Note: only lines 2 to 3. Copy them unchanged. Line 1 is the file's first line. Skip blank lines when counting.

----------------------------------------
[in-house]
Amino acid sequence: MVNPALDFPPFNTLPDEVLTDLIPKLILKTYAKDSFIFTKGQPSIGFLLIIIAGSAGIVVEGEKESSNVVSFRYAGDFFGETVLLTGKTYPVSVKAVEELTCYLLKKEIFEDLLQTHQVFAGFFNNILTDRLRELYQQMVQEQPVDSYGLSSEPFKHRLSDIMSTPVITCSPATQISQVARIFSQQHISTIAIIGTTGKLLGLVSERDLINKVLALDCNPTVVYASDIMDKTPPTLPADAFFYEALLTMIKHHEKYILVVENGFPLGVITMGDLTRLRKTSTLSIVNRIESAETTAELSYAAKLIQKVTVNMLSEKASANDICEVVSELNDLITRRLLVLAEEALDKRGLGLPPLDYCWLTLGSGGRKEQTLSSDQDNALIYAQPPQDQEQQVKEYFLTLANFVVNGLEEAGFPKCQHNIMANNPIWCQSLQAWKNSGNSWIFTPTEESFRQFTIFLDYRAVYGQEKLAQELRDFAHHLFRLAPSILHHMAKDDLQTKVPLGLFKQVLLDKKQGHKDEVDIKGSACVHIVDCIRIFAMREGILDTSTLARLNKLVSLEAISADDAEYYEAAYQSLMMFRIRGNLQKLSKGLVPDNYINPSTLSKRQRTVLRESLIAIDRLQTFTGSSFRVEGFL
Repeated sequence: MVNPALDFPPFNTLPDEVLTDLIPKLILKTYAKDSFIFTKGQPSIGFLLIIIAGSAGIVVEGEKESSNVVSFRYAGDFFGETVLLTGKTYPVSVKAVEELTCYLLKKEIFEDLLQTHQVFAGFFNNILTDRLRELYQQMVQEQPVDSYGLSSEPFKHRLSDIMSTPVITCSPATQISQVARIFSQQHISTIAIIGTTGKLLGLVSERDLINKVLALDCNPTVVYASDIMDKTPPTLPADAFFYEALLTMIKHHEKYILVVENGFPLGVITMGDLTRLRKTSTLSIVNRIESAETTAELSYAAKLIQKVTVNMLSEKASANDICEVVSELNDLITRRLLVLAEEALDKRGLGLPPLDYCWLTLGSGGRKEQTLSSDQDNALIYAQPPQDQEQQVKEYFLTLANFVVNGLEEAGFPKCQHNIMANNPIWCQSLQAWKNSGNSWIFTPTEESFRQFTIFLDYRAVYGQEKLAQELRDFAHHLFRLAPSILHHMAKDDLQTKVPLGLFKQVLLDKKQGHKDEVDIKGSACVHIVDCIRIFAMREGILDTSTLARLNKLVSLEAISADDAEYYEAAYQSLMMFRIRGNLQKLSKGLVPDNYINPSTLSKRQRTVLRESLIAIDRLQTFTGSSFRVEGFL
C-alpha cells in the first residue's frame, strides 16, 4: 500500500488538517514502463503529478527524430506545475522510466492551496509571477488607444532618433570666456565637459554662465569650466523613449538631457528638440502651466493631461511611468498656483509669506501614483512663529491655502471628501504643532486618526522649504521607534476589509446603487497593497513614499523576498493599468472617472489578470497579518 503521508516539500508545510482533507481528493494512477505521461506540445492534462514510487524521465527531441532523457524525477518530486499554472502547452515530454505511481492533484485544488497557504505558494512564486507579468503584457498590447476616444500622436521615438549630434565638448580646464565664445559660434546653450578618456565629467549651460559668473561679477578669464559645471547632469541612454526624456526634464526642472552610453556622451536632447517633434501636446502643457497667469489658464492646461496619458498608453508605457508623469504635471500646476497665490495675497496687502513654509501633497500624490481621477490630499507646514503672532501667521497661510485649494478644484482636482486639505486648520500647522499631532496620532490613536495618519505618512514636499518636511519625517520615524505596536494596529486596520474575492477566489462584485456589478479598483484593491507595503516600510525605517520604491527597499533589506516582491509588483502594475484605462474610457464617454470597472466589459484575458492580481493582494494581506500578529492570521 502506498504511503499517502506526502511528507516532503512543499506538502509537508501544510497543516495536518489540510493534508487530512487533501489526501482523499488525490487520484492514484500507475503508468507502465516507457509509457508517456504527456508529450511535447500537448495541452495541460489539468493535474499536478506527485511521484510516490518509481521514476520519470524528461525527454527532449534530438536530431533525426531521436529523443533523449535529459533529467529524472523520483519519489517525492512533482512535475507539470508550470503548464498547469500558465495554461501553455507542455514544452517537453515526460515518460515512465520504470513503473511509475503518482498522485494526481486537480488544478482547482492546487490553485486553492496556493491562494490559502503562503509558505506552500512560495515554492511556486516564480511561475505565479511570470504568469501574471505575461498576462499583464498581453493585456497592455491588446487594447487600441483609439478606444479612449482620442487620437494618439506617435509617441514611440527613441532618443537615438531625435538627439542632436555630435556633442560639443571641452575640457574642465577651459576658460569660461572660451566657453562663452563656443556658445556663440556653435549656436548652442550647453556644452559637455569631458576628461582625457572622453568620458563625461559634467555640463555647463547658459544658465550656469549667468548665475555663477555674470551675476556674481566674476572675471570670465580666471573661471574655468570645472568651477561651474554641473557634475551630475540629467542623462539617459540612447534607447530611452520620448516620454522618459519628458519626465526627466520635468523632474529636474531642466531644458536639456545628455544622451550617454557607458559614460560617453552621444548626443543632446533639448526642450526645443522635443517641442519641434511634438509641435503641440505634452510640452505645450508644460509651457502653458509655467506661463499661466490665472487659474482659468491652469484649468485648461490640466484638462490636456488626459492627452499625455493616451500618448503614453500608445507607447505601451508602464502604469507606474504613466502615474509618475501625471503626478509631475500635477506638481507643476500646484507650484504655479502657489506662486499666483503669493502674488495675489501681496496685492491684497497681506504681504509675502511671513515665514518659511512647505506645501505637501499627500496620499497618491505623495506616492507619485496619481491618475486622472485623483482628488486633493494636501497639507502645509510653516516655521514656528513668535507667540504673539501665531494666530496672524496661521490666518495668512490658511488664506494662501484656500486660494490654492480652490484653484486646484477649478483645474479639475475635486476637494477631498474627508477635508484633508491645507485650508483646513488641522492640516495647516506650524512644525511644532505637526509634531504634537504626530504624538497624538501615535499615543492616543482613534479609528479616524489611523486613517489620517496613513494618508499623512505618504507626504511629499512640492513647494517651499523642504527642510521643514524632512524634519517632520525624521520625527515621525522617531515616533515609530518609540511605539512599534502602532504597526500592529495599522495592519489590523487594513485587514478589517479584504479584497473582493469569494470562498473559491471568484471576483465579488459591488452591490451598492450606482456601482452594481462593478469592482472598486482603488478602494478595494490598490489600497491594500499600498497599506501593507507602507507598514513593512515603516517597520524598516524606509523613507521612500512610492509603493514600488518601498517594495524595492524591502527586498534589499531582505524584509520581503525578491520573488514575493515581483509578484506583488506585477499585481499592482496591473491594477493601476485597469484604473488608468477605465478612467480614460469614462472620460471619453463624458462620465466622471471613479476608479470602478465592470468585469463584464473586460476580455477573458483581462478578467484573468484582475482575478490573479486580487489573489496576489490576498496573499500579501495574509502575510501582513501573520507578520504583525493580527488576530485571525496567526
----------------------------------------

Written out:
Amino acid sequence: MVNPALDFPPFNTLPDEVLTDLIPKLILKTYAKDSFIFTKGQPSIGFLLIIIAGSAGIVVEGEKESSNVVSFRYAGDFFGETVLLTGKTYPVSVKAVEELTCYLLKKEIFEDLLQTHQVFAGFFNNILTDRLRELYQQMVQEQPVDSYGLSSEPFKHRLSDIMSTPVITCSPATQISQVARIFSQQHISTIAIIGTTGKLLGLVSERDLINKVLALDCNPTVVYASDIMDKTPPTLPADAFFYEALLTMIKHHEKYILVVENGFPLGVITMGDLTRLRKTSTLSIVNRIESAETTAELSYAAKLIQKVTVNMLSEKASANDICEVVSELNDLITRRLLVLAEEALDKRGLGLPPLDYCWLTLGSGGRKEQTLSSDQDNALIYAQPPQDQEQQVKEYFLTLANFVVNGLEEAGFPKCQHNIMANNPIWCQSLQAWKNSGNSWIFTPTEESFRQFTIFLDYRAVYGQEKLAQELRDFAHHLFRLAPSILHHMAKDDLQTKVPLGLFKQVLLDKKQGHKDEVDIKGSACVHIVDCIRIFAMREGILDTSTLARLNKLVSLEAISADDAEYYEAAYQSLMMFRIRGNLQKLSKGLVPDNYINPSTLSKRQRTVLRESLIAIDRLQTFTGSSFRVEGFL
Repeated sequence: MVNPALDFPPFNTLPDEVLTDLIPKLILKTYAKDSFIFTKGQPSIGFLLIIIAGSAGIVVEGEKESSNVVSFRYAGDFFGETVLLTGKTYPVSVKAVEELTCYLLKKEIFEDLLQTHQVFAGFFNNILTDRLRELYQQMVQEQPVDSYGLSSEPFKHRLSDIMSTPVITCSPATQISQVARIFSQQHISTIAIIGTTGKLLGLVSERDLINKVLALDCNPTVVYASDIMDKTPPTLPADAFFYEALLTMIKHHEKYILVVENGFPLGVITMGDLTRLRKTSTLSIVNRIESAETTAELSYAAKLIQKVTVNMLSEKASANDICEVVSELNDLITRRLLVLAEEALDKRGLGLPPLDYCWLTLGSGGRKEQTLSSDQDNALIYAQPPQDQEQQVKEYFLTLANFVVNGLEEAGFPKCQHNIMANNPIWCQSLQAWKNSGNSWIFTPTEESFRQFTIFLDYRAVYGQEKLAQELRDFAHHLFRLAPSILHHMAKDDLQTKVPLGLFKQVLLDKKQGHKDEVDIKGSACVHIVDCIRIFAMREGILDTSTLARLNKLVSLEAISADDAEYYEAAYQSLMMFRIRGNLQKLSKGLVPDNYINPSTLSKRQRTVLRESLIAIDRLQTFTGSSFRVEGFL